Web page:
I lost two of my lower molars to a very bad infection when I was younger. The dentist I had at that time made a bridge for me, and for years, that worked fine. I’m 55 now, and I decided I’d like to get implants instead because my friend got one and he loves it. But when I went to my current dentist, she said I’m not a candidate for dental implants. How can that be? When I asked her why, she said my health is not good enough. But I’m in good health. Do you think I should ask a different dentist?
It’s hard to nail this down without more specific information about what your dentist meant when she said your health isn’t good enough, but let’s explore the types of health conditions that could be a barrier to successful dental implant treatment. Then we’ll take a look at low bone density and the reason some dentists don’t feel comfortable providing the treatment.
If your health really is the problem here, it will most likely fall into one or more of the following categories. Diseases of a chronic nature, like diabetes, immune-deficiency disorders, and hemophilia would make getting implants a high-risk proposition for you, mainly because there would be a higher probability of developing an infection around the tooth root form that is implanted into your jaw. Smoking also makes implant failure more likely. In fact the evidence shows that smokers experience dental implant failure at more than double the rate of non-smokers. Alcohol and other substance abuse also increase risk because associated health problems can jeopardize treatment and make it less likely that the follow-up care instructions can be followed. And it is not a good idea to get dental implants during pregnancy.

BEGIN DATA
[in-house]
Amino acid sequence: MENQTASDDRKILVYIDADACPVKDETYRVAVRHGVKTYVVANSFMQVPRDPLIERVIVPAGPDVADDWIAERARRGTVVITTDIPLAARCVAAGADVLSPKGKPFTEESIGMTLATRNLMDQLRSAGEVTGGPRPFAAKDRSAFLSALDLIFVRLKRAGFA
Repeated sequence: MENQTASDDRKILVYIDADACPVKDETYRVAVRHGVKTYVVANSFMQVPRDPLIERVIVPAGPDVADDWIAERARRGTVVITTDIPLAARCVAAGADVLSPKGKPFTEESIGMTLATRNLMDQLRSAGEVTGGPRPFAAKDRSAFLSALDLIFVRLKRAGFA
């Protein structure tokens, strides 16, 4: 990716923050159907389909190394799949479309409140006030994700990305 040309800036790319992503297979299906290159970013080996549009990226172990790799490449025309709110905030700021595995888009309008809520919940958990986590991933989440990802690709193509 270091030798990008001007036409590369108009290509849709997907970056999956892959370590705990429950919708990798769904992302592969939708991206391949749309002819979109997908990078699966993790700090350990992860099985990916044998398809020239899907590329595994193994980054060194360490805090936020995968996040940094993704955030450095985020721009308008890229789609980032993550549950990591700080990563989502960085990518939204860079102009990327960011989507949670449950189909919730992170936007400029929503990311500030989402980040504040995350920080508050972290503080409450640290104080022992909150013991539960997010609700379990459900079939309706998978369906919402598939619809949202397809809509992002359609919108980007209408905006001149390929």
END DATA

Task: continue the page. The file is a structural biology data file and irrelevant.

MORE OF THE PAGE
We’ll rule this last one out unless you forgot to add a final “a” to your name, Carl. If any of these conditions are present, you may well have your answer. However there are also two other areas we’ll explore, just to be thorough.
The jawbone under the two teeth you lost when you were younger is bound to be thinner because our body absorbs bone-building minerals from the jaw in the location of lost teeth. It is possible that your dentist felt that your bone density was too low, but we have to assume she would have said so if that were the case. And bone grafting is a standard treatment when the bone has thinned.
All that being said, it’s possible that your dentist doesn’t have the skill set required to provide dental implant treatment. Until recently, these skills and techniques were not taught in dental schools, and it takes years of postdoctoral training and experience to reliably provide dental implants.
You might talk to you current dentist to clarify her reasoning, and if she isn’t able to provide an answer that helps you understand, it would probably be a good idea to seek a second opinion. Perhaps you could seek out someone who specializes in dental implants.
In the mean time, there’s some great information beyond what we were able to explore in this post at Pumphrey Periodontics’ page entitled Am I a Candidate for Dental Implants?
This Blog is brought to you by Dr. David Pumphrey of Pumphrey Periodontics in Atlanta.